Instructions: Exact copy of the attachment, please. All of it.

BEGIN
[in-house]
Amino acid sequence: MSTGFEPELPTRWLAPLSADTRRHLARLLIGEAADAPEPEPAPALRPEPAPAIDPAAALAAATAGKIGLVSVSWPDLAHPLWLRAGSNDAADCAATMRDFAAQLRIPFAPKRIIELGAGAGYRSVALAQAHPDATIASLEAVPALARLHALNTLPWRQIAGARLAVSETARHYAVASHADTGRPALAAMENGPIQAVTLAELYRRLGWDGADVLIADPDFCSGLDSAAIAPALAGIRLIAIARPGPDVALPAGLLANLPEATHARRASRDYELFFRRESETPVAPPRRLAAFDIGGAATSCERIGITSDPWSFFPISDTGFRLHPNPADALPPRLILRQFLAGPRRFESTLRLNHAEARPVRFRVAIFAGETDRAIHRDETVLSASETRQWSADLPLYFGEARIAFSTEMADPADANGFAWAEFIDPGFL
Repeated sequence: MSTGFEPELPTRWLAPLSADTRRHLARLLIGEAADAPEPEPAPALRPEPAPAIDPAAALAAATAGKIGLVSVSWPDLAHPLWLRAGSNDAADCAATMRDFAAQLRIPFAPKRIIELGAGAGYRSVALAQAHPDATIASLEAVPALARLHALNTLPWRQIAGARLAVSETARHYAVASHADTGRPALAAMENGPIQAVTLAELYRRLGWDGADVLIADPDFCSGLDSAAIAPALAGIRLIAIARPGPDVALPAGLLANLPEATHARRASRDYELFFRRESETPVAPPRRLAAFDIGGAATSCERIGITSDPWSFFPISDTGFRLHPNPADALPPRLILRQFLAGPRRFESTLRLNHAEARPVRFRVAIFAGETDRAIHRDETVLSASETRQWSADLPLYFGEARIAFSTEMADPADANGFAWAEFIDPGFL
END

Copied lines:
[in-house]
Amino acid sequence: MSTGFEPELPTRWLAPLSADTRRHLARLLIGEAADAPEPEPAPALRPEPAPAIDPAAALAAATAGKIGLVSVSWPDLAHPLWLRAGSNDAADCAATMRDFAAQLRIPFAPKRIIELGAGAGYRSVALAQAHPDATIASLEAVPALARLHALNTLPWRQIAGARLAVSETARHYAVASHADTGRPALAAMENGPIQAVTLAELYRRLGWDGADVLIADPDFCSGLDSAAIAPALAGIRLIAIARPGPDVALPAGLLANLPEATHARRASRDYELFFRRESETPVAPPRRLAAFDIGGAATSCERIGITSDPWSFFPISDTGFRLHPNPADALPPRLILRQFLAGPRRFESTLRLNHAEARPVRFRVAIFAGETDRAIHRDETVLSASETRQWSADLPLYFGEARIAFSTEMADPADANGFAWAEFIDPGFL
Repeated sequence: MSTGFEPELPTRWLAPLSADTRRHLARLLIGEAADAPEPEPAPALRPEPAPAIDPAAALAAATAGKIGLVSVSWPDLAHPLWLRAGSNDAADCAATMRDFAAQLRIPFAPKRIIELGAGAGYRSVALAQAHPDATIASLEAVPALARLHALNTLPWRQIAGARLAVSETARHYAVASHADTGRPALAAMENGPIQAVTLAELYRRLGWDGADVLIADPDFCSGLDSAAIAPALAGIRLIAIARPGPDVALPAGLLANLPEATHARRASRDYELFFRRESETPVAPPRRLAAFDIGGAATSCERIGITSDPWSFFPISDTGFRLHPNPADALPPRLILRQFLAGPRRFESTLRLNHAEARPVRFRVAIFAGETDRAIHRDETVLSASETRQWSADLPLYFGEARIAFSTEMADPADANGFAWAEFIDPGFL